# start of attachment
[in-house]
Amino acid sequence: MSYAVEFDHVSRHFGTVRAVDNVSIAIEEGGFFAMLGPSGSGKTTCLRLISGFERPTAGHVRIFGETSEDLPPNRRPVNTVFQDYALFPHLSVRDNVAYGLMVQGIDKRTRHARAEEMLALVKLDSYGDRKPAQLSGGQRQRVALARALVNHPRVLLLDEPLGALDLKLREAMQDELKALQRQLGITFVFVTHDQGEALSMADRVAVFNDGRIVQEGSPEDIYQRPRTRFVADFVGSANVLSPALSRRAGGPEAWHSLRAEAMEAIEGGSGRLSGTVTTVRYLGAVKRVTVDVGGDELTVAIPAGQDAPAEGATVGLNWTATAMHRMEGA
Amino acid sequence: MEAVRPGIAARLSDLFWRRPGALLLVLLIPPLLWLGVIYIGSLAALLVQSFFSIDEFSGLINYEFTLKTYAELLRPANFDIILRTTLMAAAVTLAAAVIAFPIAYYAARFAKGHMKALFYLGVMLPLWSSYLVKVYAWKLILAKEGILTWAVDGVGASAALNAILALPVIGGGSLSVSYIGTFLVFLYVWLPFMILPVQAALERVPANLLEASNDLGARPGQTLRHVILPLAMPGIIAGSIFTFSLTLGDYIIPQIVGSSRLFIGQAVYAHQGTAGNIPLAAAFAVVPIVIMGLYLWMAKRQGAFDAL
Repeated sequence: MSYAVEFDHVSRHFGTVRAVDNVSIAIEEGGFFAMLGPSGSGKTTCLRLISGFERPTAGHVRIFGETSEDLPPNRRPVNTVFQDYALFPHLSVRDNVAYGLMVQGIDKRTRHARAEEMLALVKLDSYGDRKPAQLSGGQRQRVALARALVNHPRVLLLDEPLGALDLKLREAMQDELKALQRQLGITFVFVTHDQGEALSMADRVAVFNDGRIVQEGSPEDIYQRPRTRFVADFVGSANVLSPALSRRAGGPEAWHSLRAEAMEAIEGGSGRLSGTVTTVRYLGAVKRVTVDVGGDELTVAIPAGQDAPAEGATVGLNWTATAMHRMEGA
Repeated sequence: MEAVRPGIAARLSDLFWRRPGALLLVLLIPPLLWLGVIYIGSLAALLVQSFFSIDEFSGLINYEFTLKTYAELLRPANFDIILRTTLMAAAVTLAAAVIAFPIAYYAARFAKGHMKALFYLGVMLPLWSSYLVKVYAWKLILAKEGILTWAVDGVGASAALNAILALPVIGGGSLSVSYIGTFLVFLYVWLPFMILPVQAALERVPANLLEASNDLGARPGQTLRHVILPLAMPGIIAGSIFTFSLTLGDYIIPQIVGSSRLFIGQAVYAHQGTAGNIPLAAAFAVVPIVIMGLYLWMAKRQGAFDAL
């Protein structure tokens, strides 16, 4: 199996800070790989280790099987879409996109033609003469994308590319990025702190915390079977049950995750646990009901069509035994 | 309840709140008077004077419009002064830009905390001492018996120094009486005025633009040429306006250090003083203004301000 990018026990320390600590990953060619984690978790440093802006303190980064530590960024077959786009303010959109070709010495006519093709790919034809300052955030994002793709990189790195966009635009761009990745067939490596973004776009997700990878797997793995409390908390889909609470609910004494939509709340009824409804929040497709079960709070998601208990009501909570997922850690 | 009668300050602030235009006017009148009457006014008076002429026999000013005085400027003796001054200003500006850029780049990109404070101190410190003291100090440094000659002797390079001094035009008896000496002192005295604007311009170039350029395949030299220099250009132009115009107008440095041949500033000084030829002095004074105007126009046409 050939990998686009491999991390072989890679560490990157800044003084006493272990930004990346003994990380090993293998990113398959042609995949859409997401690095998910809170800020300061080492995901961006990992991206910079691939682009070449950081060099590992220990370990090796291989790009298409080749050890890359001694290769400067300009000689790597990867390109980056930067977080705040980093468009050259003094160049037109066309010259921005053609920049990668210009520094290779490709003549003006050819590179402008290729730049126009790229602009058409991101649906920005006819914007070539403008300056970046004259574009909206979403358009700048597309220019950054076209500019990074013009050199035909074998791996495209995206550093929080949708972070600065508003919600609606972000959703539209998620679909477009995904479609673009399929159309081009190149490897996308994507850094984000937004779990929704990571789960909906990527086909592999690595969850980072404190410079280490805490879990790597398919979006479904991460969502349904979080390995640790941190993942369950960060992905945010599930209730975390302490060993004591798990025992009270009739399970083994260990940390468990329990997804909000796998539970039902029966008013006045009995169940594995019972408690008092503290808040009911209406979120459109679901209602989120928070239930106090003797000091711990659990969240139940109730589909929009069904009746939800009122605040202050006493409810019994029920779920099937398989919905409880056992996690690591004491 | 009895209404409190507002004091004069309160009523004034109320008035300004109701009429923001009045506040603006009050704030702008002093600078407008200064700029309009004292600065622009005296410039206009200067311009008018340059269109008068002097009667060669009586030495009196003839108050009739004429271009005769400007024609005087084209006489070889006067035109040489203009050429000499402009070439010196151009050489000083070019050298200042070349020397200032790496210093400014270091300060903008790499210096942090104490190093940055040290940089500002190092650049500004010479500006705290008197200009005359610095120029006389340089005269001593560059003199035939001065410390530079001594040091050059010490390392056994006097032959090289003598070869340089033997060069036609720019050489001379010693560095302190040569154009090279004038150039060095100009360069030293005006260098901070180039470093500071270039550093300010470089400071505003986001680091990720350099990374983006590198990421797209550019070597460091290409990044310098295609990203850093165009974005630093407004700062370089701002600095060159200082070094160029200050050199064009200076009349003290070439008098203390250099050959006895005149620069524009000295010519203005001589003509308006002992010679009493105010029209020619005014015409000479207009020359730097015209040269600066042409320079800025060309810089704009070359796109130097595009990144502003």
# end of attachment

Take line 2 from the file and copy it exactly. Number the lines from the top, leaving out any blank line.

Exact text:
Amino acid sequence: MSYAVEFDHVSRHFGTVRAVDNVSIAIEEGGFFAMLGPSGSGKTTCLRLISGFERPTAGHVRIFGETSEDLPPNRRPVNTVFQDYALFPHLSVRDNVAYGLMVQGIDKRTRHARAEEMLALVKLDSYGDRKPAQLSGGQRQRVALARALVNHPRVLLLDEPLGALDLKLREAMQDELKALQRQLGITFVFVTHDQGEALSMADRVAVFNDGRIVQEGSPEDIYQRPRTRFVADFVGSANVLSPALSRRAGGPEAWHSLRAEAMEAIEGGSGRLSGTVTTVRYLGAVKRVTVDVGGDELTVAIPAGQDAPAEGATVGLNWTATAMHRMEGA